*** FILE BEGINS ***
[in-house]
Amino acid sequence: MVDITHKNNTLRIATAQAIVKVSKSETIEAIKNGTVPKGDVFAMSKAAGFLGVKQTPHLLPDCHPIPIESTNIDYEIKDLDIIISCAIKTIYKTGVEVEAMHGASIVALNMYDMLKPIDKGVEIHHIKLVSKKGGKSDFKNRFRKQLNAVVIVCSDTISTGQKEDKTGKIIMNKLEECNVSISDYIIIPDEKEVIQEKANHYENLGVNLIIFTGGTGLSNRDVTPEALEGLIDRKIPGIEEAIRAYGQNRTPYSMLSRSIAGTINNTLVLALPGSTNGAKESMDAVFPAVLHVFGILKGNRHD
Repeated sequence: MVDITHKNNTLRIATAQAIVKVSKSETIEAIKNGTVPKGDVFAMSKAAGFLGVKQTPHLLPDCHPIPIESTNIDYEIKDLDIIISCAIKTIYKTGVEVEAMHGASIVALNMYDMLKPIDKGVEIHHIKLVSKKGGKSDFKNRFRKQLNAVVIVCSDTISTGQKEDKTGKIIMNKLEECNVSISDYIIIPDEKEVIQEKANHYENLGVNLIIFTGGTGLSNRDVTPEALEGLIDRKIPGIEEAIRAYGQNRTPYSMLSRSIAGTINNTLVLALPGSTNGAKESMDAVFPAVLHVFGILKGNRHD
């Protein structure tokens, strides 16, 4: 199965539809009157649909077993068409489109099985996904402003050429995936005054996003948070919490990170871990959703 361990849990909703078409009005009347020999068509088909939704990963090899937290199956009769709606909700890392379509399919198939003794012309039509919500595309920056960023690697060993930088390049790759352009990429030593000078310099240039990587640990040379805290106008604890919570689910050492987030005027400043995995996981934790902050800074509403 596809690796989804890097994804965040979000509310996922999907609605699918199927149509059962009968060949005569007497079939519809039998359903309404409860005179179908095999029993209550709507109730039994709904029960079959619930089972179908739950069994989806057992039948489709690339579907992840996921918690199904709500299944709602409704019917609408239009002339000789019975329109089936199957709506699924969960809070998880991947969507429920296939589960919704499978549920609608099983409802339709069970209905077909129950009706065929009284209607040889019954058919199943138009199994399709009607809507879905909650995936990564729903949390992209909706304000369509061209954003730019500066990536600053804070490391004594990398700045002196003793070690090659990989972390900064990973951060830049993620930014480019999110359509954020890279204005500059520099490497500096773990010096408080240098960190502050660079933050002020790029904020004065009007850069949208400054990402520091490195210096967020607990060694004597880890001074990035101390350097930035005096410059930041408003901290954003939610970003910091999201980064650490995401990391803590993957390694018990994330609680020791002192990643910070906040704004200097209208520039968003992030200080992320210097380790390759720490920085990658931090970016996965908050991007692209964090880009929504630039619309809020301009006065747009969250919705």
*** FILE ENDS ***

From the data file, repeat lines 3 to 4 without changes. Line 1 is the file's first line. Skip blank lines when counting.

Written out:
Repeated sequence: MVDITHKNNTLRIATAQAIVKVSKSETIEAIKNGTVPKGDVFAMSKAAGFLGVKQTPHLLPDCHPIPIESTNIDYEIKDLDIIISCAIKTIYKTGVEVEAMHGASIVALNMYDMLKPIDKGVEIHHIKLVSKKGGKSDFKNRFRKQLNAVVIVCSDTISTGQKEDKTGKIIMNKLEECNVSISDYIIIPDEKEVIQEKANHYENLGVNLIIFTGGTGLSNRDVTPEALEGLIDRKIPGIEEAIRAYGQNRTPYSMLSRSIAGTINNTLVLALPGSTNGAKESMDAVFPAVLHVFGILKGNRHD
């Protein structure tokens, strides 16, 4: 199965539809009157649909077993068409489109099985996904402003050429995936005054996003948070919490990170871990959703 361990849990909703078409009005009347020999068509088909939704990963090899937290199956009769709606909700890392379509399919198939003794012309039509919500595309920056960023690697060993930088390049790759352009990429030593000078310099240039990587640990040379805290106008604890919570689910050492987030005027400043995995996981934790902050800074509403 596809690796989804890097994804965040979000509310996922999907609605699918199927149509059962009968060949005569007497079939519809039998359903309404409860005179179908095999029993209550709507109730039994709904029960079959619930089972179908739950069994989806057992039948489709690339579907992840996921918690199904709500299944709602409704019917609408239009002339000789019975329109089936199957709506699924969960809070998880991947969507429920296939589960919704499978549920609608099983409802339709069970209905077909129950009706065929009284209607040889019954058919199943138009199994399709009607809507879905909650995936990564729903949390992209909706304000369509061209954003730019500066990536600053804070490391004594990398700045002196003793070690090659990989972390900064990973951060830049993620930014480019999110359509954020890279204005500059520099490497500096773990010096408080240098960190502050660079933050002020790029904020004065009007850069949208400054990402520091490195210096967020607990060694004597880890001074990035101390350097930035005096410059930041408003901290954003939610970003910091999201980064650490995401990391803590993957390694018990994330609680020791002192990643910070906040704004200097209208520039968003992030200080992320210097380790390759720490920085990658931090970016996965908050991007692209964090880009929504630039619309809020301009006065747009969250919705």